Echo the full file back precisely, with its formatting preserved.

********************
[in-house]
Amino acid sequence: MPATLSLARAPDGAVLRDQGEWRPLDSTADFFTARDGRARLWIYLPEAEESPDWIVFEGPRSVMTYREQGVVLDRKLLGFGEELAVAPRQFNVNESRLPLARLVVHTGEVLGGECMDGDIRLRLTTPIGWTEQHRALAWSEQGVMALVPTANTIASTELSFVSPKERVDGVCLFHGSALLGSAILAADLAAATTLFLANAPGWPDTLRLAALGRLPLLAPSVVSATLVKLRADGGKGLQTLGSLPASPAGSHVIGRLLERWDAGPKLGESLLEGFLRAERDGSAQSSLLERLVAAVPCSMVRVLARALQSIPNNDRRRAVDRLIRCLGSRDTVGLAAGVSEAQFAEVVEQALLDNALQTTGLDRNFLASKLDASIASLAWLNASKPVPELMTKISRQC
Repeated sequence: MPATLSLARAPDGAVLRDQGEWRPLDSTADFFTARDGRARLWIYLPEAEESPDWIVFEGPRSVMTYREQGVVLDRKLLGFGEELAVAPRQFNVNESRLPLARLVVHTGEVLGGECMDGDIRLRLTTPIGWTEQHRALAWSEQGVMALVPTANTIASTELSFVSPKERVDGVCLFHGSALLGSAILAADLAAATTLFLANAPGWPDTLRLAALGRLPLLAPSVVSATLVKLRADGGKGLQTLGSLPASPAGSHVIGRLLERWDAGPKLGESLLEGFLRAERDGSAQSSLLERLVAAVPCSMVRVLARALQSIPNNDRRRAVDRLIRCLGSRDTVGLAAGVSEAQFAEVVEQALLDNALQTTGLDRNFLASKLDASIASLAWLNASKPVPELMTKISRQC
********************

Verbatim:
[in-house]
Amino acid sequence: MPATLSLARAPDGAVLRDQGEWRPLDSTADFFTARDGRARLWIYLPEAEESPDWIVFEGPRSVMTYREQGVVLDRKLLGFGEELAVAPRQFNVNESRLPLARLVVHTGEVLGGECMDGDIRLRLTTPIGWTEQHRALAWSEQGVMALVPTANTIASTELSFVSPKERVDGVCLFHGSALLGSAILAADLAAATTLFLANAPGWPDTLRLAALGRLPLLAPSVVSATLVKLRADGGKGLQTLGSLPASPAGSHVIGRLLERWDAGPKLGESLLEGFLRAERDGSAQSSLLERLVAAVPCSMVRVLARALQSIPNNDRRRAVDRLIRCLGSRDTVGLAAGVSEAQFAEVVEQALLDNALQTTGLDRNFLASKLDASIASLAWLNASKPVPELMTKISRQC
Repeated sequence: MPATLSLARAPDGAVLRDQGEWRPLDSTADFFTARDGRARLWIYLPEAEESPDWIVFEGPRSVMTYREQGVVLDRKLLGFGEELAVAPRQFNVNESRLPLARLVVHTGEVLGGECMDGDIRLRLTTPIGWTEQHRALAWSEQGVMALVPTANTIASTELSFVSPKERVDGVCLFHGSALLGSAILAADLAAATTLFLANAPGWPDTLRLAALGRLPLLAPSVVSATLVKLRADGGKGLQTLGSLPASPAGSHVIGRLLERWDAGPKLGESLLEGFLRAERDGSAQSSLLERLVAAVPCSMVRVLARALQSIPNNDRRRAVDRLIRCLGSRDTVGLAAGVSEAQFAEVVEQALLDNALQTTGLDRNFLASKLDASIASLAWLNASKPVPELMTKISRQC